As published on Medium.com
Since the beginning of the year, the U.S. has entered a recession, inflation has soared to record highs, the Fed has continued to raise interest rates, supply chain bottlenecks have shown few signs of easing, layoffs have accelerated, labor force participation has plummeted, and “skeleton” workforces have become the new normal. So, amid an otherwise bleak business climate, where should managers look for a bright spot? Something to give them optimism about the future?
Believe it or not, employees who’ve remained loyal throughout the pandemic and through the roller coaster that’s been 2022 deserve even more credit than you might think. By just remaining in their roles, these individuals are saving your business 6 to 9 months salary in recruitment and training, and they are bucking nearly every emerging workforce trend, from quick quitting and quiet quitting to early retirement and exiting the labor force altogether. Employees willing to fill the roles you offer are becoming fewer and further between, at least without strings attached (e.g., remote/hybrid work requirements, generous PTO packages, above market salaries, etc.)
There is a term in sports called “prehab.” If you’ve ever heard of rehab, prehab is just the opposite. Instead of recovering from an injury through rehab, the goal of prehab is to prevent injuries from ever occurring in the first place, thus preventing weeks and months of extensive recovery that would sideline athletes and negatively impact their teams. The idea behind prehab is that a little investment in injury prevention each day will prevent the much larger investment in recovery and rehabilitation that would follow an injury down the road.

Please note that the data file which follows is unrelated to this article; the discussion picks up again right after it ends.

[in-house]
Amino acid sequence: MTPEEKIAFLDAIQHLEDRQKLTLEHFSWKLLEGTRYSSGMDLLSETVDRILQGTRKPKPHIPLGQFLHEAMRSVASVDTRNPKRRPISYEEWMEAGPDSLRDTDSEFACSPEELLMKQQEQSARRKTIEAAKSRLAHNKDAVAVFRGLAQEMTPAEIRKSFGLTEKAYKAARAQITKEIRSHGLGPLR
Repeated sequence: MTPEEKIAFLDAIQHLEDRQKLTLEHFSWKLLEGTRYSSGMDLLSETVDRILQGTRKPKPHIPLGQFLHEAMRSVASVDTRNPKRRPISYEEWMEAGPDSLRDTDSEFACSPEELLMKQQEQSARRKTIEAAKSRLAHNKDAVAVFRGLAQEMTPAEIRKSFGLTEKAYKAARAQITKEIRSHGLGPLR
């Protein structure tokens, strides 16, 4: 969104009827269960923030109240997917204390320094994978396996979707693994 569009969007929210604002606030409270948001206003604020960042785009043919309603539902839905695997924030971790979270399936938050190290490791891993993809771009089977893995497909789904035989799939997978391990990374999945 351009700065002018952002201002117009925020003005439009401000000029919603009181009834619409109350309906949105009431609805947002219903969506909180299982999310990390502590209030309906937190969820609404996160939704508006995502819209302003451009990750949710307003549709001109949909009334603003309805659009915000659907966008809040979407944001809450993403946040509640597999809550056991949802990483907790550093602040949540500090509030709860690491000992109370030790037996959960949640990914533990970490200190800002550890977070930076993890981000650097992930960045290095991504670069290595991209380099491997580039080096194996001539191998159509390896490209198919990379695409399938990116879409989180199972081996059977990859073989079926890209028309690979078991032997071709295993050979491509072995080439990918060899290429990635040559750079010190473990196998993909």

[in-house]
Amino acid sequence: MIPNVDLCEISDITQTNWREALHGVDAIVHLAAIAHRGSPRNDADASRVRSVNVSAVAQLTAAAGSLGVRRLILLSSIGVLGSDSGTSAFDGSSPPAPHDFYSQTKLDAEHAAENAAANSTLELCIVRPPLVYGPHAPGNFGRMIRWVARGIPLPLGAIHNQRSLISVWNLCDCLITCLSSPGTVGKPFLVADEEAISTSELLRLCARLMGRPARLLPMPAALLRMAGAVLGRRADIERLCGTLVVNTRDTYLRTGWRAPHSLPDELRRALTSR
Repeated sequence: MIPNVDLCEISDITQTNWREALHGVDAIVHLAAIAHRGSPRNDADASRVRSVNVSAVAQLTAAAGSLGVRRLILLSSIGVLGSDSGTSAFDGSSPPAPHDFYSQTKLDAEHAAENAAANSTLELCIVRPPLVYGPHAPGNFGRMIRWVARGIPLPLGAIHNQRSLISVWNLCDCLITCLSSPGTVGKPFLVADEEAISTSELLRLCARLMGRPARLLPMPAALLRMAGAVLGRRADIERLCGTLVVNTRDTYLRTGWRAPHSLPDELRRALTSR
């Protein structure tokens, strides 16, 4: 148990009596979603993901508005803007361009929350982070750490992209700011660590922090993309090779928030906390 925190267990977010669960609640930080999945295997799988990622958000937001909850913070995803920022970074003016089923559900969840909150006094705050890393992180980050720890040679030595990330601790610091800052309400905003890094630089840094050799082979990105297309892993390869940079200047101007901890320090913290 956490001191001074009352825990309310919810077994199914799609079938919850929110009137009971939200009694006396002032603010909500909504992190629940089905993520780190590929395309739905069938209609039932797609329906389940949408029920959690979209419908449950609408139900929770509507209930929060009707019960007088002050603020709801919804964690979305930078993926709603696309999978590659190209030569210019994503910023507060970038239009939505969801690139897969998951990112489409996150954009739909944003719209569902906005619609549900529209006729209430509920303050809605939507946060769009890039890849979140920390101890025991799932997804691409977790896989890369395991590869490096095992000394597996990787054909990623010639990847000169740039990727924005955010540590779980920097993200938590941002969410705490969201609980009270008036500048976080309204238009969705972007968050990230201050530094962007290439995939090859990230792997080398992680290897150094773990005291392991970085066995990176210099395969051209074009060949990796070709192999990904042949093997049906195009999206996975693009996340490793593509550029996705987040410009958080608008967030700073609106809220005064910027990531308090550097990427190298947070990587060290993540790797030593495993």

If we think of the myriad economic headwinds that businesses currently face, it makes sense to approach workforces the same way. Costs are already unprecedentedly high, so incurring additional, preventable costs isn’t sustainable. And while employee turnover might be the most expensive variable cost a business faces on a regular basis, thankfully, it is also preventable with the right dose of “prehab.” But what does this look like in practice?
For starters, all the core bases must be covered. From work anniversaries to birthdays and other milestones, at a bare minimum employees must be recognized on the built-in benchmarks in any calendar year. These are separate from performance. Second, supervisors must be able to recognize and reward high performers both at regular intervals and at their own discretion. Instead of waiting for the traditional negative (“do better”) or neutral (“no issues, keep it up”) feedback during annual job reviews, supervisors must emphasize positive reinforcement and break the predictable feedback loop. Lastly, colleagues must be empowered to recognize each other and expected to participate in a peer-to-peer recognition network. Accountability among peers often is more motivating and impactful than the traditional, top-down approach.
Putting each of these mechanisms in place shows employees you care in a meaningful way. No matter who they interact with, employees will always be motivated to perform at a high level, and they will understand that their hard work will be seen and properly appreciated. Long term, such a comprehensive strategy yields far better results than sporadic discretionary bonuses or the occasional office pizza party. This Thanksgiving, employees across the country are looking for employers that offer a sincere, two-way relationship, with open communication and consistent acknowledgement of loyalty and high performance.
Every great salesman understands the sales process isn’t over when a client signs the dotted line. If you don’t prioritize the clients you have, they’ll be out the door and onto greener pastures before you have a chance to stop them. These days, the same is true of employees. Managers cannot forget to prioritize their workforce and continue looking for ways to show meaningful appreciation. If they don’t, employees will keep leaving, turnover costs will continue to rise, and businesses could find themselves beyond the point of rehabilitation.